However, the kids left behind, the pukes, are still not free to play; they have to keep competing for the crumbs. With less pressure than the travel team members, some of them may actually get more from their experience, but for the most part they will grow up idolizing and resenting the jocks. No wonder the biggest growth in sports has been the so-called fantasy leagues in which mostly men, hooked on their computers, play owner, selecting athletes from actual teams whose actual individual performances will be toted up at season’s end to produce on-line winners. While money is often involved, the biggest pay-off seems to be finally getting power over those jocks. What better control then owning them?
But back in high school, when it really counted, the power seemed to be in jock hands. Other kids either identified with them, or became insurgents, in spirit if not action. After the Columbine High School killings with their Jock-Puke overtones, I ran a New York Times Internet forum.
The response was thoughtful, sometimes emotional e-mails, mostly from middle-aged men who remembered high school with pain. Two representative examples:
“When I attended high school, I had so much built-up anger from being treated unfairly that, if I had access to guns or explosives, [I] would have been driven to do similar things to take revenge on the Italian and Irish white bastard jocks who dominated the school and made those 4 years miserable for me. After high school, I was not surprised to hear that a handful of these jocks had either died as a result of drunk driving and drug overdoses, or had spent a little time in jail for violence or drug possession. As for the dead ones, I would probably pee on their graves.”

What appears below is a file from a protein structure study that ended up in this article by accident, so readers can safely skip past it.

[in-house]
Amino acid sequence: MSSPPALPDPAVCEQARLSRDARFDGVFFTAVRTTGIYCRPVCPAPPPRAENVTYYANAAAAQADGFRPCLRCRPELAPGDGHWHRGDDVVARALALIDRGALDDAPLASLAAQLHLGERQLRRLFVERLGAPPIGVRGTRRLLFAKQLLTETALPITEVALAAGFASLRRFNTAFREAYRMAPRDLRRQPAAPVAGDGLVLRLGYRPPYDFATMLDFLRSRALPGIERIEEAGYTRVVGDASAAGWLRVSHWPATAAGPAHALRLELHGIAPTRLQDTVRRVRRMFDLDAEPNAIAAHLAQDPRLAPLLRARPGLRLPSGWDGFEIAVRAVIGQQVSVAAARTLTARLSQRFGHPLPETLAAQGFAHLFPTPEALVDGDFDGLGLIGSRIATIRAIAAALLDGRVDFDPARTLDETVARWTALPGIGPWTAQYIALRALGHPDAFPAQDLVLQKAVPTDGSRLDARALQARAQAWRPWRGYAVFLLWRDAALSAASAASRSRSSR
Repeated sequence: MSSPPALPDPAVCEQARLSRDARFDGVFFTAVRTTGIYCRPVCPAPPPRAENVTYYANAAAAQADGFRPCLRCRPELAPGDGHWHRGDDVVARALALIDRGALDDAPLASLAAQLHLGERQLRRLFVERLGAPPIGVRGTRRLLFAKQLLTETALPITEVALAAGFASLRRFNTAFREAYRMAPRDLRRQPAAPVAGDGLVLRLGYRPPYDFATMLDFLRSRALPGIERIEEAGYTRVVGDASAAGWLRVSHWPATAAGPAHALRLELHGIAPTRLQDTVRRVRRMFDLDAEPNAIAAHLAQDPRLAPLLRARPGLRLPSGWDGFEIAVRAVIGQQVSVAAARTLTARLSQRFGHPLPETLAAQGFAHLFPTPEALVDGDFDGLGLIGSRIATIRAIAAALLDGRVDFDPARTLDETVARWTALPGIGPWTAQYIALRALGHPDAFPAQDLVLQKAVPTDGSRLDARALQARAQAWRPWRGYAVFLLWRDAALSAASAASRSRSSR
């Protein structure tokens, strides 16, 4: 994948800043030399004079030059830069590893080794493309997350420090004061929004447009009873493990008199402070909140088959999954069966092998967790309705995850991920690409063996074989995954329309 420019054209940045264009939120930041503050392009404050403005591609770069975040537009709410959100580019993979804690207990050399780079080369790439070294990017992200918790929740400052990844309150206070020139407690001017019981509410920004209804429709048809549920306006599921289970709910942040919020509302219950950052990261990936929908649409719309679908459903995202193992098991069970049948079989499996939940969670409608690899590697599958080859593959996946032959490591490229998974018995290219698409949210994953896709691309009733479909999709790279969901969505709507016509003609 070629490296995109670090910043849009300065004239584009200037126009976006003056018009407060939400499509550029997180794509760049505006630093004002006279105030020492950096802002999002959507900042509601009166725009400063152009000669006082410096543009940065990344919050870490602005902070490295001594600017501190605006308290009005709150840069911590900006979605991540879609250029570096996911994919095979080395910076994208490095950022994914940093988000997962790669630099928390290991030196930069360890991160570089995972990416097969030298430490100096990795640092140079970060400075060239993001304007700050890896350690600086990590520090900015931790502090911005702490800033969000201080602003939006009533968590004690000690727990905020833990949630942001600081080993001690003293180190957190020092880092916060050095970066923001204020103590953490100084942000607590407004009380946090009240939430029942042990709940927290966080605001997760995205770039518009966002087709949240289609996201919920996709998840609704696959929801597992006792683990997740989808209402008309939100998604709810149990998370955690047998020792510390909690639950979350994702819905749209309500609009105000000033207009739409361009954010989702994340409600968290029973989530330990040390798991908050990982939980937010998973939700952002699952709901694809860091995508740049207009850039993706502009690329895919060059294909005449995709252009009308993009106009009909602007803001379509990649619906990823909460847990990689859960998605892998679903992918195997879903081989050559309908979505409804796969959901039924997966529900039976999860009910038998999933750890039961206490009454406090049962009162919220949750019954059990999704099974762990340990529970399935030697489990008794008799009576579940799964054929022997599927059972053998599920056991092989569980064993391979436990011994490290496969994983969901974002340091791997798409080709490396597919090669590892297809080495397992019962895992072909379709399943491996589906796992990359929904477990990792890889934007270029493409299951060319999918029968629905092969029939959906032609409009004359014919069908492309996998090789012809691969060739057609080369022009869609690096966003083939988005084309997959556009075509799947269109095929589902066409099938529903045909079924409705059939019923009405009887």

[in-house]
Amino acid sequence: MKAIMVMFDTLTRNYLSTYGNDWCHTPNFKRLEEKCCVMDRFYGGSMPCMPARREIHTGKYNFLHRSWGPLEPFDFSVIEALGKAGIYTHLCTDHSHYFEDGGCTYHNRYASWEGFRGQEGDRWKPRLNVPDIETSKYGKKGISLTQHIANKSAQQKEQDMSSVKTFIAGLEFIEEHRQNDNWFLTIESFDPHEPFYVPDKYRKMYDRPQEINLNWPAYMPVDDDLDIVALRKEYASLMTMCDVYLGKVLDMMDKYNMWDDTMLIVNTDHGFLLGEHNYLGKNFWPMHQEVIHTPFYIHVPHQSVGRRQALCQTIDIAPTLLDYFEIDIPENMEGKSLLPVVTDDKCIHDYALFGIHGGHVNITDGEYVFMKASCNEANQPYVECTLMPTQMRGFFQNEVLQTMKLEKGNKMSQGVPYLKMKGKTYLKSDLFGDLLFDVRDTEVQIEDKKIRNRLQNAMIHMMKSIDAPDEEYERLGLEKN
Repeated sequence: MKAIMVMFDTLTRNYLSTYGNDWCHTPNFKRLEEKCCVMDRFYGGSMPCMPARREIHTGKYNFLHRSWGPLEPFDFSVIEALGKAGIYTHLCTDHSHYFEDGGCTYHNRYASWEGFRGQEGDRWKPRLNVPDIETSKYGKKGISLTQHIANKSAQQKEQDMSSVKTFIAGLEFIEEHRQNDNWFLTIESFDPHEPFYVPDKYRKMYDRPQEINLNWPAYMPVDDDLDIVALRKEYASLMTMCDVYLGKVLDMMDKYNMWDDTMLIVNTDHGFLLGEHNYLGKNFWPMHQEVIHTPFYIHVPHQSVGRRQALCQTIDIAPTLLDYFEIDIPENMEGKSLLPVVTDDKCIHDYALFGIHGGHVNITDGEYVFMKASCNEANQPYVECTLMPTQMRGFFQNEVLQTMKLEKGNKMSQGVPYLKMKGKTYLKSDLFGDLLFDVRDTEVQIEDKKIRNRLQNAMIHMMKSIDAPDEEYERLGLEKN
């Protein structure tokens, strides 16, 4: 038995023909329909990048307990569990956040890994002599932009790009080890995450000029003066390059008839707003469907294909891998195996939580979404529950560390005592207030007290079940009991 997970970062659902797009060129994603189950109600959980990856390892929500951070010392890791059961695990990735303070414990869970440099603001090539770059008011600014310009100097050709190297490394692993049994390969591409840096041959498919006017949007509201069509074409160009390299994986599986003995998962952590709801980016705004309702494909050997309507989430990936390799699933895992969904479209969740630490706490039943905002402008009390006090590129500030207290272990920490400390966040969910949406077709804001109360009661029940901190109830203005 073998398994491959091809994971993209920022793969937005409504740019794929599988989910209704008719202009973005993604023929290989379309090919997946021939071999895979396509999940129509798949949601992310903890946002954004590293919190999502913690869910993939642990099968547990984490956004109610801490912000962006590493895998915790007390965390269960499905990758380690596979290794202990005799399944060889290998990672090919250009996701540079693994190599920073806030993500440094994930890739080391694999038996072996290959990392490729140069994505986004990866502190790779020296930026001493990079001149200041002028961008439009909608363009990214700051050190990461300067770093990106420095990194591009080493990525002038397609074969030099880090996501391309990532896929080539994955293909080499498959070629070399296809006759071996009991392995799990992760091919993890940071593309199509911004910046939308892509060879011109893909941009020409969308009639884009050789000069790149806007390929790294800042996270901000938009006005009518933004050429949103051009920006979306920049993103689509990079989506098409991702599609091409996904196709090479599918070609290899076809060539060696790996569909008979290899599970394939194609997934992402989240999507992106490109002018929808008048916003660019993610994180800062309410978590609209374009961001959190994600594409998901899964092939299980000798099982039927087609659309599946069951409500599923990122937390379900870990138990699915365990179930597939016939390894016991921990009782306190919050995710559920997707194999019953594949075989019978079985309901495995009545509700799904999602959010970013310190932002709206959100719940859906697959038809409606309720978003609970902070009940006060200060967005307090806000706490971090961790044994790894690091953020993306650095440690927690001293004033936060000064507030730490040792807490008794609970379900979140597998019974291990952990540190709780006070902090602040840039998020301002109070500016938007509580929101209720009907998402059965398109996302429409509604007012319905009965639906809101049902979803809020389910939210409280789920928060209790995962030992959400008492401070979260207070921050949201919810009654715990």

And from a former Jock:
“We really did get special attention both from the students, and from the teachers. We also did cruel things to other students. I have a 20th school anniversary this summer and plan on seeking forgiveness from the people I know I helped terrorize.”
The word terrorize took on a different resonance after 9/11, but the values of Jock Culture loomed large even on that day. The firefighters, police officers, and emergency technicians who rushed into the World Trade Center exemplified Jock Culture’s most heroic and selfless models; and a majority of the victims who died at work in the Twin Towers were identified as jocks in their obits. Personnel executives I interviewed about that phenomenon admitted that they specifically tried to hire former varsity high school and college athletes for brokerage jobs because they had discipline, were responsive to authority, knew how to overcome setbacks, and were willing to play hurt (come to work sick).
Othello Juiced on the Diamond
Jocks in the work-place, hard-driving and superficially fraternal, often mimic the postures of their big-league role models. Yet the baleful mask of the pro athlete’s game face is not only there to intimidate opponents; it’s also a defense against inner fears. Athletes have been taught to appear invulnerable, to repress emotion, to never, ever let ‘em see you sweat, much less show panic or pain.
This is why for so many pro athletes, with their shallow marriages, false friendships, and dysfunctional family relationships, the only places where true emotion can freely emerge are the locker-room and the playing field. There, they can finally hug and cry. For many, these are the only times they feel truly alive, and one can understand how they might be tempted to do anything to stay in the arena, including drugs. It isn’t only about bulking up to win games; it’s also about staying strong to survive in the game, their comfort zone, their home.